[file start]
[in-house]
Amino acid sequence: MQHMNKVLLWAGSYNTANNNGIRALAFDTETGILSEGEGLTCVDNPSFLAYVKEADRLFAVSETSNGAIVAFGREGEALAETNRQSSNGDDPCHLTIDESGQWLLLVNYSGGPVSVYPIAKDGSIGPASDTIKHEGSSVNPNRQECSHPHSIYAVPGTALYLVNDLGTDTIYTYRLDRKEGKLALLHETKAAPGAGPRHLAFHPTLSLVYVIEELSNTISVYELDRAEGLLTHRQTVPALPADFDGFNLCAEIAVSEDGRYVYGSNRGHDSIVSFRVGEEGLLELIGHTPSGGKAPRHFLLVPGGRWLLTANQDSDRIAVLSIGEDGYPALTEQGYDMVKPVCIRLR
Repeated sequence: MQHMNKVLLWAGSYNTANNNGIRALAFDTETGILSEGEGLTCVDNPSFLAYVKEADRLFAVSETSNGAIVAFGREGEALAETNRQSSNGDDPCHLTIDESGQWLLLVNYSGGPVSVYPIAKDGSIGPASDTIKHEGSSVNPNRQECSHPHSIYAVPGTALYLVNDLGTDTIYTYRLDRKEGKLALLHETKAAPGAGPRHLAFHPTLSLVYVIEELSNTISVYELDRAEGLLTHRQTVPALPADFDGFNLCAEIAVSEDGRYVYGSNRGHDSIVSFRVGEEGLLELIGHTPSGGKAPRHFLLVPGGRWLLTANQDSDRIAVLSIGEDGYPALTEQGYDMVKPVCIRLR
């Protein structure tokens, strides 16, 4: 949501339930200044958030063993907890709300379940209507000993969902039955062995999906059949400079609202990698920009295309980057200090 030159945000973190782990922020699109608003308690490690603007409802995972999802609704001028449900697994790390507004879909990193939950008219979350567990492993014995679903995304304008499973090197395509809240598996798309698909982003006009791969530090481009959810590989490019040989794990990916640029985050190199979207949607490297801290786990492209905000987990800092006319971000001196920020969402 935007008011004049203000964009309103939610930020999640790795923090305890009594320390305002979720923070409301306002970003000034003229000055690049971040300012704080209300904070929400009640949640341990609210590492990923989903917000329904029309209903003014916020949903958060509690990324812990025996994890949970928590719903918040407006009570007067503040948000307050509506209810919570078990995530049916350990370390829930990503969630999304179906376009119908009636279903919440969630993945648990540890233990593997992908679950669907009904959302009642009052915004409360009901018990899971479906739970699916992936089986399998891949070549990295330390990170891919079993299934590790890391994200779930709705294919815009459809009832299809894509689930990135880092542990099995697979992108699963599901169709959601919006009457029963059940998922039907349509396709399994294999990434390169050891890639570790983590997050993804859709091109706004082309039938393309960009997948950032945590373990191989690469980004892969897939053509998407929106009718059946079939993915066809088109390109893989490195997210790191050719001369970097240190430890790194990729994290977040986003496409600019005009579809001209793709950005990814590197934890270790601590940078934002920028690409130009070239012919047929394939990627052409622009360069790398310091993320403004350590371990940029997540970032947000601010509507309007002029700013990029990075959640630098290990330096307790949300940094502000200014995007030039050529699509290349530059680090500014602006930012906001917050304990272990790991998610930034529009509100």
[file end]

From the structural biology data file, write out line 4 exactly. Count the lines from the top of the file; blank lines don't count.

């Protein structure tokens, strides 16, 4: 949501339930200044958030063993907890709300379940209507000993969902039955062995999906059949400079609202990698920009295309980057200090 030159945000973190782990922020699109608003308690490690603007409802995972999802609704001028449900697994790390507004879909990193939950008219979350567990492993014995679903995304304008499973090197395509809240598996798309698909982003006009791969530090481009959810590989490019040989794990990916640029985050190199979207949607490297801290786990492209905000987990800092006319971000001196920020969402 935007008011004049203000964009309103939610930020999640790795923090305890009594320390305002979720923070409301306002970003000034003229000055690049971040300012704080209300904070929400009640949640341990609210590492990923989903917000329904029309209903003014916020949903958060509690990324812990025996994890949970928590719903918040407006009570007067503040948000307050509506209810919570078990995530049916350990370390829930990503969630999304179906376009119908009636279903919440969630993945648990540890233990593997992908679950669907009904959302009642009052915004409360009901018990899971479906739970699916992936089986399998891949070549990295330390990170891919079993299934590790890391994200779930709705294919815009459809009832299809894509689930990135880092542990099995697979992108699963599901169709959601919006009457029963059940998922039907349509396709399994294999990434390169050891890639570790983590997050993804859709091109706004082309039938393309960009997948950032945590373990191989690469980004892969897939053509998407929106009718059946079939993915066809088109390109893989490195997210790191050719001369970097240190430890790194990729994290977040986003496409600019005009579809001209793709950005990814590197934890270790601590940078934002920028690409130009070239012919047929394939990627052409622009360069790398310091993320403004350590371990940029997540970032947000601010509507309007002029700013990029990075959640630098290990330096307790949300940094502000200014995007030039050529699509290349530059680090500014602006930012906001917050304990272990790991998610930034529009509100």